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  • Stefanie Cohen

Turned Inside Out



I had begun this writing, actually, earlier this fall, at the click of the door behind my husband and I as we left from having dropped our younger child off in her first apartment in Chicago… as our car rolled through the neighborhoods, to the freeway, and all the way back to Detroit. 

Honestly, it started out a little lighter back then. “WTF?!  Where Did My Kids Go?” was the cheeky working title, at the time.


But over this past six weeks, writing and speaking emerge from my mind and heart as though from within a viscous substance.  Like that which a caterpillar becomes, deep inside its chrysalis, in its process of transformation. A butterfly is not simply a caterpillar that has sprouted wings, but a creature that has become undone.  That has turned itself inside out, become unrecognizable to itself, fully yielded its form in order to become this new being.

 

I write from a raw place, quite honestly, of not-knowing myself and what to do with myself, at times, in light of the horror in Gaza.  A horror that feels even closer to home as it is people with my heritage who have both been on the receiving end of recent and a multi-millennial history of brutality, but whose government, importantly, is now enacting it on an unfathomable scale.  I can’t not name that as I write this, bombs continue to rain down on other people’s children.  That these children are being displaced, becoming orphaned, and are dying at a rate of one every 10-15 minutes.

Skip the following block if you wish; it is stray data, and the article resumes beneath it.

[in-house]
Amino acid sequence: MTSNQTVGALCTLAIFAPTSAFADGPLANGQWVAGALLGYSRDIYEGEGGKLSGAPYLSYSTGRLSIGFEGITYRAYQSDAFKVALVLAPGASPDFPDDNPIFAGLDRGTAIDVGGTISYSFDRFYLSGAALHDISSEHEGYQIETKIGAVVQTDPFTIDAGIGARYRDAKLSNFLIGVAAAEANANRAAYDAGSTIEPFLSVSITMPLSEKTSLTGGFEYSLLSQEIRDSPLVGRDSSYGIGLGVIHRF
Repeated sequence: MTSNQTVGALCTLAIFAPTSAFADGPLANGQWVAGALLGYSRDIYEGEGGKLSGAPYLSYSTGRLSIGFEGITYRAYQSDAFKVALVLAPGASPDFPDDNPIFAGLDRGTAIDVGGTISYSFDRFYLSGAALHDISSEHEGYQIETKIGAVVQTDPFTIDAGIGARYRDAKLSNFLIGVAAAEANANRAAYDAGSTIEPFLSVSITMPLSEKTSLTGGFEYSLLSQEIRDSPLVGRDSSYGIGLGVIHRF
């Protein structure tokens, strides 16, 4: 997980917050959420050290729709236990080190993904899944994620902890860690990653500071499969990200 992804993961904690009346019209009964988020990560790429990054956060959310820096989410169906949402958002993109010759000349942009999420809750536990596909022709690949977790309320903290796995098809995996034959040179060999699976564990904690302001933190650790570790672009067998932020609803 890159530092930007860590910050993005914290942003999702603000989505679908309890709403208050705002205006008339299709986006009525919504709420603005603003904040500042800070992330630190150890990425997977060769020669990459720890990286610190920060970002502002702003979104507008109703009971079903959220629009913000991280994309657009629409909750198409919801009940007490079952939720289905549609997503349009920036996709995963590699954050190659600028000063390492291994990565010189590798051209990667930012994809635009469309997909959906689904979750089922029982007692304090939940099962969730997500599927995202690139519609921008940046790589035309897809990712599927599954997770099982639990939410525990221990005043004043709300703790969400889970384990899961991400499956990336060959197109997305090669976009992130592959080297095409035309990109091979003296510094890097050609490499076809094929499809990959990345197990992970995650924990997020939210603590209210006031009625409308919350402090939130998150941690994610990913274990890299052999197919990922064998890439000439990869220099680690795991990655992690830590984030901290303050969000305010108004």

And that everyone, of course, is someone’s child.

 

Our older kid, turned adult-ish now, at 23, has long since broken us in to the idea of his living far away.  Having attended and graduated from the University of Oregon, he has claimed Portland as his home for now; a land of epic physical beauty, (albeit with a little too much rain for his liking), similarly outdoorsy friends, and great restaurants.  But somehow, with our younger one gone as well, in her sophomore year of art school, the reality of my own, uncomfortable changes of identity makes me squirm.